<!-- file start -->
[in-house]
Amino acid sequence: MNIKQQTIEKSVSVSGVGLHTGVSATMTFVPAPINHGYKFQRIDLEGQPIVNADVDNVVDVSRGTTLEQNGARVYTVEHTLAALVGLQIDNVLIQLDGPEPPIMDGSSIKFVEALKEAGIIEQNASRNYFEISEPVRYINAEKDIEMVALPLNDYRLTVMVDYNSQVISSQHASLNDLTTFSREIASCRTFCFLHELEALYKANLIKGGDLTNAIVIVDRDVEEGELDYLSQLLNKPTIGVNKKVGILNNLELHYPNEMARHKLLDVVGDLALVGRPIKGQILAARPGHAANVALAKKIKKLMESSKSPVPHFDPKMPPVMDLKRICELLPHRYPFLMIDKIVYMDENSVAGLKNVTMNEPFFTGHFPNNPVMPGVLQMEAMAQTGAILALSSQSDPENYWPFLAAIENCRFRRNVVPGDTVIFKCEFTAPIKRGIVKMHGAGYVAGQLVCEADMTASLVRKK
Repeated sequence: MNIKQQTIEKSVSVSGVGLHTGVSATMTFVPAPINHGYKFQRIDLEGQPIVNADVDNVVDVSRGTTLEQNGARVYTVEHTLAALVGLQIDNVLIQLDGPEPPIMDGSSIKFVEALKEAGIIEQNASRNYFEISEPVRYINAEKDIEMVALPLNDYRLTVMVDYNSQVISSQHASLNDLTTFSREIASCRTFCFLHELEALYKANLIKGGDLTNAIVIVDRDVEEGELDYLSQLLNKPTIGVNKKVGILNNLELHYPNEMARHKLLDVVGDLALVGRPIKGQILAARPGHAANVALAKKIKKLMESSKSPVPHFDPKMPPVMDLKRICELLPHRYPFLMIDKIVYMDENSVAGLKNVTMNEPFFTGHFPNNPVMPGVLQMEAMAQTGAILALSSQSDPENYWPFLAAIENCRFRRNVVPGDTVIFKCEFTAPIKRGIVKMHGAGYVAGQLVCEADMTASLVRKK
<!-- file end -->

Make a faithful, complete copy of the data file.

[in-house]
Amino acid sequence: MNIKQQTIEKSVSVSGVGLHTGVSATMTFVPAPINHGYKFQRIDLEGQPIVNADVDNVVDVSRGTTLEQNGARVYTVEHTLAALVGLQIDNVLIQLDGPEPPIMDGSSIKFVEALKEAGIIEQNASRNYFEISEPVRYINAEKDIEMVALPLNDYRLTVMVDYNSQVISSQHASLNDLTTFSREIASCRTFCFLHELEALYKANLIKGGDLTNAIVIVDRDVEEGELDYLSQLLNKPTIGVNKKVGILNNLELHYPNEMARHKLLDVVGDLALVGRPIKGQILAARPGHAANVALAKKIKKLMESSKSPVPHFDPKMPPVMDLKRICELLPHRYPFLMIDKIVYMDENSVAGLKNVTMNEPFFTGHFPNNPVMPGVLQMEAMAQTGAILALSSQSDPENYWPFLAAIENCRFRRNVVPGDTVIFKCEFTAPIKRGIVKMHGAGYVAGQLVCEADMTASLVRKK
Repeated sequence: MNIKQQTIEKSVSVSGVGLHTGVSATMTFVPAPINHGYKFQRIDLEGQPIVNADVDNVVDVSRGTTLEQNGARVYTVEHTLAALVGLQIDNVLIQLDGPEPPIMDGSSIKFVEALKEAGIIEQNASRNYFEISEPVRYINAEKDIEMVALPLNDYRLTVMVDYNSQVISSQHASLNDLTTFSREIASCRTFCFLHELEALYKANLIKGGDLTNAIVIVDRDVEEGELDYLSQLLNKPTIGVNKKVGILNNLELHYPNEMARHKLLDVVGDLALVGRPIKGQILAARPGHAANVALAKKIKKLMESSKSPVPHFDPKMPPVMDLKRICELLPHRYPFLMIDKIVYMDENSVAGLKNVTMNEPFFTGHFPNNPVMPGVLQMEAMAQTGAILALSSQSDPENYWPFLAAIENCRFRRNVVPGDTVIFKCEFTAPIKRGIVKMHGAGYVAGQLVCEADMTASLVRKK